Dementia can affect how well a bilingual person can communicate in their second language. Read our advice for a reader whose father is losing his English language.
Read this story in Welsh
‘My father’s dementia means he’s been losing his English language, which he learned as an adult, and only speaking or understanding his mother tongue.’
Dementia may have unexpected effects for people who speak more than one language, and an increasing number of people in the UK learned English or Welsh as a second or later language.
On the whole, speaking more than one language can delay many symptoms of dementia. Being bilingual means that your father could have built up more ‘cognitive reserve’ than those of us who speak only one language, making his brain more resilient to changes as his dementia initially developed.
However, people do experience changes in language as dementia progresses, and this includes multilingual people.
Even someone who has spoken a second language for years might start to drop in words from their mother tongue, perhaps unknowingly. Over time, the language that’s less familiar and not so deeply embedded tends to be lost first. This is often the language that's been learned later on.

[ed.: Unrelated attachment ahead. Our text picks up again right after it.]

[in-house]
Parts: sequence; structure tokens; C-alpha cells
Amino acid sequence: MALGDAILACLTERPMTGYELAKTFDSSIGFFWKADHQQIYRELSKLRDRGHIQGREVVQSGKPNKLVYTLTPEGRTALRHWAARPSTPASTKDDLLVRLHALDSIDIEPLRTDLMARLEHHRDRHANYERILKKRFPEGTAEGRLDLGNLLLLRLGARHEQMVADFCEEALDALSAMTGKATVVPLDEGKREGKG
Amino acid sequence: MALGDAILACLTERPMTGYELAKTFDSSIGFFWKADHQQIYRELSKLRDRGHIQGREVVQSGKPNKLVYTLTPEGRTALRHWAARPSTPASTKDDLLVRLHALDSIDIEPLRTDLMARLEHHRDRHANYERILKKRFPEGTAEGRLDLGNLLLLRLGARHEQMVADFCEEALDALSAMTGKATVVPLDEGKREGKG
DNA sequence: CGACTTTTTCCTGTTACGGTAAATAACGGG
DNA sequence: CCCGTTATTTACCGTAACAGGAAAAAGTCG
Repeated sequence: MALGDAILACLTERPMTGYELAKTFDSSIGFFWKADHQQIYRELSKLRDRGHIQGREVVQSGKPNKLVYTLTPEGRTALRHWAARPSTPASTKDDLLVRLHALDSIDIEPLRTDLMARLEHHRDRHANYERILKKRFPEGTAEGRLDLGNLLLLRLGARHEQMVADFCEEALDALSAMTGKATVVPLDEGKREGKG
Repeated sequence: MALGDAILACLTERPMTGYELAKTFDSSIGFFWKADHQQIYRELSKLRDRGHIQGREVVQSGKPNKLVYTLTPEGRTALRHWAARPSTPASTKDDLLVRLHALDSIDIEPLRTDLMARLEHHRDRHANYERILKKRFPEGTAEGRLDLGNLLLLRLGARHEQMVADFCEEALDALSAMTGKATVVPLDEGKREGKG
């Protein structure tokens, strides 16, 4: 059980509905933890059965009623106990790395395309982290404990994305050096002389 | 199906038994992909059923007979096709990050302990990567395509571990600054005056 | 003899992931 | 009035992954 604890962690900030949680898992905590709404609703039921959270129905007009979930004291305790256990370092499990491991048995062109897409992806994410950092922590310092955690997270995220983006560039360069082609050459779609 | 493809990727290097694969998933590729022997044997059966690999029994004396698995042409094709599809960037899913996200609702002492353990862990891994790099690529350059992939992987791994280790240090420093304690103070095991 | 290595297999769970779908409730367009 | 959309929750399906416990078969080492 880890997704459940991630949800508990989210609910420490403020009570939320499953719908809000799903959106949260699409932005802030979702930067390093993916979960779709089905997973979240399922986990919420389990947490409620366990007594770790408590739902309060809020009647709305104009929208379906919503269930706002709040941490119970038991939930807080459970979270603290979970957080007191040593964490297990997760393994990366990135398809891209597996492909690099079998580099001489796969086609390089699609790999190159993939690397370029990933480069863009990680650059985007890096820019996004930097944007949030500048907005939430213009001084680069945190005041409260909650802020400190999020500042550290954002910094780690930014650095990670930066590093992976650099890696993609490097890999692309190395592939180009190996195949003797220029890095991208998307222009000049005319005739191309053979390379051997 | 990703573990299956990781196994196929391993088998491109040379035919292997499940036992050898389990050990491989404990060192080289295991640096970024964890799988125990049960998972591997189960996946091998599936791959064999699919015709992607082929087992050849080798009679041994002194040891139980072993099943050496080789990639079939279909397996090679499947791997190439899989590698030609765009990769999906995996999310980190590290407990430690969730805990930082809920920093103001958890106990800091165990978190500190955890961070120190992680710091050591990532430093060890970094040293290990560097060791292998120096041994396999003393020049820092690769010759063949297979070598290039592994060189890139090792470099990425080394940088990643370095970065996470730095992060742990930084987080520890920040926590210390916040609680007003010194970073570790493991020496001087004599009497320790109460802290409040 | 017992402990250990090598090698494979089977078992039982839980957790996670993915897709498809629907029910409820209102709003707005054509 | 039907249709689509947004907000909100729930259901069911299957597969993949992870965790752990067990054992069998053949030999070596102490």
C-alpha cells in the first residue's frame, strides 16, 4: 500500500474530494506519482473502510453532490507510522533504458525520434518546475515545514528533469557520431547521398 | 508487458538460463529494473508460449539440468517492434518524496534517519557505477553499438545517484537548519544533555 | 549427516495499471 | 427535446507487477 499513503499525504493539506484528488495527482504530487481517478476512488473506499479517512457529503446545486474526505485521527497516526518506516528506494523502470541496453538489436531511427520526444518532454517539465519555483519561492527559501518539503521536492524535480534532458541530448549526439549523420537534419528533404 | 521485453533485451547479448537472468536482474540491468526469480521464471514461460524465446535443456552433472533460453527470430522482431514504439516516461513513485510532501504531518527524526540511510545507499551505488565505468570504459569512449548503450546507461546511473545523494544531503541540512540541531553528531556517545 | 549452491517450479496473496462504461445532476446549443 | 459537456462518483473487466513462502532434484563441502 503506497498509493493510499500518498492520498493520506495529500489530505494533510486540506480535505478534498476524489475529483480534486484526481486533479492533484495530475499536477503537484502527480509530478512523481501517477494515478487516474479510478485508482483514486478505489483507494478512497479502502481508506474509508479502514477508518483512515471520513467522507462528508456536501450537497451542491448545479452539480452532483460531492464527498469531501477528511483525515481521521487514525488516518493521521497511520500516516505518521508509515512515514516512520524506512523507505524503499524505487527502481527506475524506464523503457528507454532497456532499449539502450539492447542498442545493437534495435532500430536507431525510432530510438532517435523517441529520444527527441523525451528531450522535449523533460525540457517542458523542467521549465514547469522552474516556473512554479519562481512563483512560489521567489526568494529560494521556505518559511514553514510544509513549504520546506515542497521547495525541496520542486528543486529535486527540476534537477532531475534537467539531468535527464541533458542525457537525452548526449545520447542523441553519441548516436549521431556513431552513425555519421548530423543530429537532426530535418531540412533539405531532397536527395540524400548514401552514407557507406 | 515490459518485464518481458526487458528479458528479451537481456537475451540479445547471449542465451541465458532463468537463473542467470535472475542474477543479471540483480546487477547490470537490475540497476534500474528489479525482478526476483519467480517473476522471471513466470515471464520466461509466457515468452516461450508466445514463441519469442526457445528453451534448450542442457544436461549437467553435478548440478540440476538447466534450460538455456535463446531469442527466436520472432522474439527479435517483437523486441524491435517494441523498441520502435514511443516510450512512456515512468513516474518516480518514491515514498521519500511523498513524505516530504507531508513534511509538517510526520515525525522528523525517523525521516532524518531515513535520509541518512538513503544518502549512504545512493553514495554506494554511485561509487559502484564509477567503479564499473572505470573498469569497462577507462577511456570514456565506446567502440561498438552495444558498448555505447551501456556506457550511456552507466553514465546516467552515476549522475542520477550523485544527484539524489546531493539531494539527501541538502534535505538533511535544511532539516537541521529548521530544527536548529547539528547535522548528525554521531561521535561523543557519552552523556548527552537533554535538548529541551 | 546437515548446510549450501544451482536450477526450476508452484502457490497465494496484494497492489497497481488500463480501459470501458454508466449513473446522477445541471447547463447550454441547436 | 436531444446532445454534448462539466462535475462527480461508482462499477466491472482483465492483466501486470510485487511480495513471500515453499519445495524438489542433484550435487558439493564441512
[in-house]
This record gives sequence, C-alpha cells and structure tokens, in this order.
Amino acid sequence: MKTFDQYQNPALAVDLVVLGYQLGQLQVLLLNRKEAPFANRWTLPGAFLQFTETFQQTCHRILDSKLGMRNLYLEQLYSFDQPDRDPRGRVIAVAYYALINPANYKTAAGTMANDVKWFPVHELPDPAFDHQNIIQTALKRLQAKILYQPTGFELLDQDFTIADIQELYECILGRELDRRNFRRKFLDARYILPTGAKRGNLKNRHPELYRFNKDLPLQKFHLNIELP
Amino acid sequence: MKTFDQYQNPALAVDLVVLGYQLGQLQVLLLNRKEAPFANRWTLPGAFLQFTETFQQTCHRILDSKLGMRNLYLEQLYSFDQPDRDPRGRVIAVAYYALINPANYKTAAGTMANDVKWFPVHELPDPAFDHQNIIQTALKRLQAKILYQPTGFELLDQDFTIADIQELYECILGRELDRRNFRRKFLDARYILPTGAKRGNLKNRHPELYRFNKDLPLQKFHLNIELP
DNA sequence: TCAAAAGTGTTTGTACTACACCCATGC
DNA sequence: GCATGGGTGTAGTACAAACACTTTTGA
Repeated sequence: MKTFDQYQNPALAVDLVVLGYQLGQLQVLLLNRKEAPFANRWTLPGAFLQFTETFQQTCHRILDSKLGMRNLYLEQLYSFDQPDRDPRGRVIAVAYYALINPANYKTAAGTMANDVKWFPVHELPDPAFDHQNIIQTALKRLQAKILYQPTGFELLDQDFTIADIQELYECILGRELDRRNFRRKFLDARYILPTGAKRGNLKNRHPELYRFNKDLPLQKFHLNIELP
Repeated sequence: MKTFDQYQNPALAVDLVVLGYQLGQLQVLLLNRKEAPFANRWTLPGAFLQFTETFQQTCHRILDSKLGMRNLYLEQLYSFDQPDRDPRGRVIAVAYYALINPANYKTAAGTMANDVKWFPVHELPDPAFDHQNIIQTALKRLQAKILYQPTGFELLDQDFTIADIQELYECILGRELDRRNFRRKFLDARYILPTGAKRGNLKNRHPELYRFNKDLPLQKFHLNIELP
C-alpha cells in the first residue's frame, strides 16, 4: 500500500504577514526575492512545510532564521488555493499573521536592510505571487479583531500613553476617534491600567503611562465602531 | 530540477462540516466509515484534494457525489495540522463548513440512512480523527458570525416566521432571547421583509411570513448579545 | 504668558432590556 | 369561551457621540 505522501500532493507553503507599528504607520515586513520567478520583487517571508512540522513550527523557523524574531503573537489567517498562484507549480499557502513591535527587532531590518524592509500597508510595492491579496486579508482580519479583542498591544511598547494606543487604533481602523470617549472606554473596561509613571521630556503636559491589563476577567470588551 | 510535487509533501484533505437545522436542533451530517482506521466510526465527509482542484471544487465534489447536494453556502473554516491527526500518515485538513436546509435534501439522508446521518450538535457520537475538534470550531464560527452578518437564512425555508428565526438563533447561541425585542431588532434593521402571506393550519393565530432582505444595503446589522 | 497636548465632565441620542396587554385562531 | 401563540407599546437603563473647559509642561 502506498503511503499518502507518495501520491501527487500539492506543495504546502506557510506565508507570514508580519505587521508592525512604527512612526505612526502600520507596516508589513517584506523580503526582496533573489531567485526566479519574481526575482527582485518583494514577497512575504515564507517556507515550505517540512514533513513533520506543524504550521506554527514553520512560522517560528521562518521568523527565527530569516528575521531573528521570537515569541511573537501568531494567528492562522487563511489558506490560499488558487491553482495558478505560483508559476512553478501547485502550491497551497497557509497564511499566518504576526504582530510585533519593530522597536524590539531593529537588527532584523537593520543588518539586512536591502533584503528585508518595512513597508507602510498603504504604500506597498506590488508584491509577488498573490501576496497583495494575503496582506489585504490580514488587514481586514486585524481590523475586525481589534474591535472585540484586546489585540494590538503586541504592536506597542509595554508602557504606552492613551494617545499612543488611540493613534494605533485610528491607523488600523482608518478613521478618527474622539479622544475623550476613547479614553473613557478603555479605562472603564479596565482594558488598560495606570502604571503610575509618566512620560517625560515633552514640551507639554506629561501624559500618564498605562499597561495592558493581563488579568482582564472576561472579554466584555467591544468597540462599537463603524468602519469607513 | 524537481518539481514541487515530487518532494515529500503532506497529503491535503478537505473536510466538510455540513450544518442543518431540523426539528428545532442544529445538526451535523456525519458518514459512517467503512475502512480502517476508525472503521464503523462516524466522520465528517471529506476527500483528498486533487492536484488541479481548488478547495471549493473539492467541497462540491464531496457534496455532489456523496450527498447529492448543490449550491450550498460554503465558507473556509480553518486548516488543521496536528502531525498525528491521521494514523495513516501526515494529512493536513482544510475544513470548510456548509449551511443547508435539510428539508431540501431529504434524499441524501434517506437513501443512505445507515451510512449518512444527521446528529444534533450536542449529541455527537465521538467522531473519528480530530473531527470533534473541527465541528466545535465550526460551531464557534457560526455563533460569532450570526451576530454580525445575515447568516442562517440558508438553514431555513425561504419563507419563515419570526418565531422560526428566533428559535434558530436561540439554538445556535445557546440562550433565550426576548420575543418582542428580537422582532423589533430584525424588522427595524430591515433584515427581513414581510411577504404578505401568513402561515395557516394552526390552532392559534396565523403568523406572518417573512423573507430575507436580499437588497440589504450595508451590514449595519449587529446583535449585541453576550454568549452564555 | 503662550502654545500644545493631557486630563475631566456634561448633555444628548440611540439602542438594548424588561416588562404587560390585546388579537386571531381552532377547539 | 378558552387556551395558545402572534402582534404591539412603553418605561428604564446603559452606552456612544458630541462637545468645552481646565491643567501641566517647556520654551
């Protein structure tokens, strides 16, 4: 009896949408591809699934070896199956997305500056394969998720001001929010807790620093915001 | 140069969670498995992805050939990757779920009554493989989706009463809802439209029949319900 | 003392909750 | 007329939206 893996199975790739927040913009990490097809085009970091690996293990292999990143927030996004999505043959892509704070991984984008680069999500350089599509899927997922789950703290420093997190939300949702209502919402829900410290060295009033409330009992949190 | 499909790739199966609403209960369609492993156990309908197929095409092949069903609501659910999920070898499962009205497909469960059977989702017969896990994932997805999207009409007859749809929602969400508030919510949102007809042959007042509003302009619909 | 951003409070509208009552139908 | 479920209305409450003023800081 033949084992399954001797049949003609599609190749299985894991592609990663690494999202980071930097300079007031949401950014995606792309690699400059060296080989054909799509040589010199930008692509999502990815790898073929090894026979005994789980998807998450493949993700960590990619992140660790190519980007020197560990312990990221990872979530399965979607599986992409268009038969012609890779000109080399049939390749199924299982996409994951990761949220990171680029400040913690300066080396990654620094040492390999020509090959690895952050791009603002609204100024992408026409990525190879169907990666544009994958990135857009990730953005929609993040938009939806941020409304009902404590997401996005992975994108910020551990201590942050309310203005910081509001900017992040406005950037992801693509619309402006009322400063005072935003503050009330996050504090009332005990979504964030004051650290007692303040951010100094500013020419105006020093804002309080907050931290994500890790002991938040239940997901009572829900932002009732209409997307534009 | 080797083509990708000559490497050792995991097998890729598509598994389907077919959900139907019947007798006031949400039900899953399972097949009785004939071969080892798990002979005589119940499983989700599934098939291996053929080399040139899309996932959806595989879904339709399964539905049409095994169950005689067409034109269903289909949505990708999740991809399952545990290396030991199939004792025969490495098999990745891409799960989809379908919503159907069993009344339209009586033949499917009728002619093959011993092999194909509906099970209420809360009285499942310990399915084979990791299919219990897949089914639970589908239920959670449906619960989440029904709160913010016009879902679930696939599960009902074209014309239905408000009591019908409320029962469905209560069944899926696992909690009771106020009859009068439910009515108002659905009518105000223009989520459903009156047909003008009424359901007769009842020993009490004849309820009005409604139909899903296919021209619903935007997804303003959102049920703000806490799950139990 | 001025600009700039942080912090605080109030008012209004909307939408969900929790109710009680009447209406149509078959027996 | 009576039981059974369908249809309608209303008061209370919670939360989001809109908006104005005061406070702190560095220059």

As with your father, this could mean that a person eventually finds it difficult to communicate in one language while still being able to do so in another. The impact of losing the ability to communicate in the language that most people around you speak can be severe.
As long as you have some people around who understand your mother tongue, you can still tell them about practicalities such as what you’d like to eat or do. Importantly, you can also share your thoughts and feelings.
Language is a fundamental part of our human experience. If no one around you understands your remaining language, you may begin to feel isolated, lonely, confused, frustrated or depressed.
Tips: communicating with someone with dementia
Includes advice on communication that doesn’t rely on words.
Strategies to help
The most obvious way to keep communication going is to ensure there are people around your father who can speak his first language, though how easy this is depends on where he is.
There may be times when an interpreter, in person or over the phone, could help your father to communicate. It’s worth asking for this from services, especially for appointments and conversations that affect his care. If your father reads in his first language, there might be translated materials to help him understand a situation and make informed decisions. Some people find technological solutions useful, such as translation apps on mobile devices.
Maximising communication that doesn’t rely on words, such as facial expressions, hand and body gestures, pictures and symbols, can also help. Any communication that allows the person to express themselves is precious and can have a big effect on their wellbeing.